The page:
Blurb Book Review: Cold People by Tom Rob Smith (spoilers ahead)

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This book gripped me and didn’t let go until the end.

Aliens arrive and send a single message: humanity has thirty days to reach Antarctica. Millions of humans make the trip and reach the shores of the inhospitable continent. Those left behind turn to embers.

Now stranded on a sheet of ice, the millions of humans eke out an existence. They form three small towns on a peninsula and the greatest scientific minds go live at McMurdo Station – a place set up in the 1940s.

One of the scientific pursuits is the creation of Cold People, or people who can withstand the tremendous cold. The intention is that these Cold People will help the ordinary-born to live. While Cold People’s existence is presented as helpers or a workforce that can adapt to cold conditions easily, they are, in fact, locked up until humans deem them worthy of integration.

That integration doesn’t go as planned. Cold People aren’t entirely human, their genes are edited to help them with the cold, and their attitude to their captors is rather chilly. They want a life without fragile humans to care for or consider. They want to live fully as themselves: creatures born to exist in the harsh conditions.

The novel speaks of love, mostly one-sided love. A gay man who falls in love with someone but chooses not to act on it, and a mother who loves her ice-adapted child but that love isn’t returned.

The aliens are barely mentioned, except that they herd humans to Antarctica, move some of humanity’s shrines to the icy continent, and don’t allow bombs to detonate during the exodus. Did these aliens love humans as well? Not likely, as they were shunted to Antarctica without explanation or a timeline of when they could return to warmer climates. But some affection for them is evident or they wouldn’t have bothered to herd them or bring them their most prized structures and set them on the ice.

Overall, this was a good read. I was left with a huge question: why did the aliens come and move humans to the most inhospitable place on Earth? What was the purpose of this and is there a timeline? But I see that the novel isn’t about the aliens, it’s about humanity’s love for each other and our incredible ability to persevere.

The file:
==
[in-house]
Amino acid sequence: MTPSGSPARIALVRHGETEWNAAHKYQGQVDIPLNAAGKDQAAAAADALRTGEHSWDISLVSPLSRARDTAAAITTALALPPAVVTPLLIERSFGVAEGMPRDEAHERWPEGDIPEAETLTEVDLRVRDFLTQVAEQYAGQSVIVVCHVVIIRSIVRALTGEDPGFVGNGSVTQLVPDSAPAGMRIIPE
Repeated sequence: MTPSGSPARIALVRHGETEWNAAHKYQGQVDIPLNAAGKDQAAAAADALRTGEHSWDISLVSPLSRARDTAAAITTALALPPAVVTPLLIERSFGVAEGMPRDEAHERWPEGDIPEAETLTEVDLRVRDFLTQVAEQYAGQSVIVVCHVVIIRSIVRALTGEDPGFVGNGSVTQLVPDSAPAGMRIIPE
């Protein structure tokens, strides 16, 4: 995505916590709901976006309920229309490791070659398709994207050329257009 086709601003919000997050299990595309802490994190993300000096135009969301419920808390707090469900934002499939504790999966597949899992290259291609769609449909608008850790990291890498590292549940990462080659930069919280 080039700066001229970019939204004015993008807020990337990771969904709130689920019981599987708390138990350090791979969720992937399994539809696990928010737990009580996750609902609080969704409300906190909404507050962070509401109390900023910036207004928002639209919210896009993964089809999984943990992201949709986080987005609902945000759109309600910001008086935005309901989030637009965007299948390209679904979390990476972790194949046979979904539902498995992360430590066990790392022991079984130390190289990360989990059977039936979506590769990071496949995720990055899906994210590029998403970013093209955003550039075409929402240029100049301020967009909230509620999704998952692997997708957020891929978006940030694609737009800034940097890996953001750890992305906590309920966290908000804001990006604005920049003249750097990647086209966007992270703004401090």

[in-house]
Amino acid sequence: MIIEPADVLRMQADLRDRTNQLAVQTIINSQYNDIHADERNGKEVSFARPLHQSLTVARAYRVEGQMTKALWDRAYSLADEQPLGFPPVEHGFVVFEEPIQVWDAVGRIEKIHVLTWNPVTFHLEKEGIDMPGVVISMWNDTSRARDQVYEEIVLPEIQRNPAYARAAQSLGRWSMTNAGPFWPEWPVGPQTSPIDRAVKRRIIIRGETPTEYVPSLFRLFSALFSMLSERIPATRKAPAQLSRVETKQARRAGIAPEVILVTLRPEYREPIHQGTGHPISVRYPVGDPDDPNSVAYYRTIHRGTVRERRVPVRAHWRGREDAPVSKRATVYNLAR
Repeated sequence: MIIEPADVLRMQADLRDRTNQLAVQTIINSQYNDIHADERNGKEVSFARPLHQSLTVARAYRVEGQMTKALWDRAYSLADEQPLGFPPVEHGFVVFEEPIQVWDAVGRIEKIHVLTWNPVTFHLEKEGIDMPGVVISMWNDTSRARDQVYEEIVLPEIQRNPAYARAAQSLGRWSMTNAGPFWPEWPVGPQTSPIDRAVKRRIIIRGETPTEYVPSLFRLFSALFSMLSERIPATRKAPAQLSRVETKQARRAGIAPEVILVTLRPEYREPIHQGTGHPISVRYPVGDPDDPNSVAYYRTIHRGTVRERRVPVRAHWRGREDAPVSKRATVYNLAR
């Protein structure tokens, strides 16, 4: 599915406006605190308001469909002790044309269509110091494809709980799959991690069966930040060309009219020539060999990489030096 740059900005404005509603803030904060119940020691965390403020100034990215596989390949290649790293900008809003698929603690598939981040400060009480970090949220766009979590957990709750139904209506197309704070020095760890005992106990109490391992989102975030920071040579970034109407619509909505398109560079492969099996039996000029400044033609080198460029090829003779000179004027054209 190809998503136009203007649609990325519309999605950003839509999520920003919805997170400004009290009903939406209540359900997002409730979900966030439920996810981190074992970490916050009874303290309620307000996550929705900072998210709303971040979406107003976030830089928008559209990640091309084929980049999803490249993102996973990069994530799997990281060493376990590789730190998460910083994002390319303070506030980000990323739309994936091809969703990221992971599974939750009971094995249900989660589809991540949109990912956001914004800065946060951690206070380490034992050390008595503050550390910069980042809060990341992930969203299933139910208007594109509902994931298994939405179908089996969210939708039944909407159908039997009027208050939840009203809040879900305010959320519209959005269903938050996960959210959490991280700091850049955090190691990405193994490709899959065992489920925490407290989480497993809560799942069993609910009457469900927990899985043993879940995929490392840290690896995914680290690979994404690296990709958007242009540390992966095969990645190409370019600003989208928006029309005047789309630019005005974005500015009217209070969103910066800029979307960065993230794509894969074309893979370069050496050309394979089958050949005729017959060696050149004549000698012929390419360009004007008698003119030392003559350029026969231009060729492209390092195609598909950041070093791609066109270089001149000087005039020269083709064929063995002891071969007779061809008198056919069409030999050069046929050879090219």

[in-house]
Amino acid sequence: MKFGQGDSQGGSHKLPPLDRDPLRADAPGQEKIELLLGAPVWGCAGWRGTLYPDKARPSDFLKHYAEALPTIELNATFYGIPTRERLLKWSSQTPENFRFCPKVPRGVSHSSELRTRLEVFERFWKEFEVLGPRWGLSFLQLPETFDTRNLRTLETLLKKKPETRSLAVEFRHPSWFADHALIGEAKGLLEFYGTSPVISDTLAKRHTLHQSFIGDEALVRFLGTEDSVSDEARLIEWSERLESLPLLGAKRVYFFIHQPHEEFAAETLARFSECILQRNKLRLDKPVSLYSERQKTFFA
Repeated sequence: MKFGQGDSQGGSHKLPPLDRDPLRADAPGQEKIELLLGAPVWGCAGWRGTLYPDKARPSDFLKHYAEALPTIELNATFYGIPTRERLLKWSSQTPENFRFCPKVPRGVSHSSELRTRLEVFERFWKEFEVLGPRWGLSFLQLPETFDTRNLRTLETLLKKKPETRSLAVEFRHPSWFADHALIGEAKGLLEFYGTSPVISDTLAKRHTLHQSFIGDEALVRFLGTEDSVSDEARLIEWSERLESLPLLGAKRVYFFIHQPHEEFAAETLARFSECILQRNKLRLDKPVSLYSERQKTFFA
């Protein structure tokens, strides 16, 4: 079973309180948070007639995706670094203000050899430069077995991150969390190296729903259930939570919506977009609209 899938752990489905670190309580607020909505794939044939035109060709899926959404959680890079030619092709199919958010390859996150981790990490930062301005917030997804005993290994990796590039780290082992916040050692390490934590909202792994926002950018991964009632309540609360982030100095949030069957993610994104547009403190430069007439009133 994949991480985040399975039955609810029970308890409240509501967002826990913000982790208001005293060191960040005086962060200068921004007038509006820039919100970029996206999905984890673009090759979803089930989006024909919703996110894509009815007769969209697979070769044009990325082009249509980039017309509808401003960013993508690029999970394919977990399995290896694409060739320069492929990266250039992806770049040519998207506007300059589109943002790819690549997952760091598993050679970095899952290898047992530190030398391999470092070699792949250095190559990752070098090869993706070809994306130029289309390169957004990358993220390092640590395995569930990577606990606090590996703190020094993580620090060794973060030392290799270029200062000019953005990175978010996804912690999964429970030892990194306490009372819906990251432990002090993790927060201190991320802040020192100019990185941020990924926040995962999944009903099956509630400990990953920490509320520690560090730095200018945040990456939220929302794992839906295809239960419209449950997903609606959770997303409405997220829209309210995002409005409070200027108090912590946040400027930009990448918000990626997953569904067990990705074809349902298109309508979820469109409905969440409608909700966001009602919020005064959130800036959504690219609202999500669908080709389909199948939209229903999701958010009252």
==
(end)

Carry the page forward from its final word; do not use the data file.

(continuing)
Blurb Book Review: Mickey7 by Edward Ashton (spoilers ahead)

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Mikey Barnes is immortal. Well, sort of. He’s an Expendable, someone who is expected to perform the most dangerous jobs associated with colonizing a planet. When he dies, his body is put into the corpse hole where it’s broken down to its base components. Then another body is grown, complete with his consciousness.

This is Mickey’s seventh life.

During a mission he falls down a crevasse and into a possible lair of creepers – caterpillar-like entities that live underground – and is deemed unsalvageable. Except he’s rescued and when he gets back to his bunk he discovers Mickey8, the newest instantiation of himself.

The subject matter is what drove me to this novel. What an interesting idea, to have an Expendable on board to eat the local cuisine, breathe the air first, and even clean out radiation-thick areas of the ship. The author explained all of this well enough for me to simply handwave away a lot; like anti-matter engines and humans regularly going on one-way trips to colonize other planets.

I would consider this Sci-Fi Lite, if that’s a thing. There’s just enough science to explain things and the main focus is the lead character attempting to figure out how to live with a copy of himself, all while dealing with creepers, a hostile environment, and a ship crew that mostly see him as an abomination.

This is a fast read, with large font, easy sentences, and a tight plot. Some of the backstory dragged a bit, but was important enough to the overall plot line to keep it interesting. I found this novel to be a good example of how much science to include to keep the reader in the know, when and where to give backstory, and how to keep a lean plot.

Overall, I enjoyed this as a bit of science fiction fluff.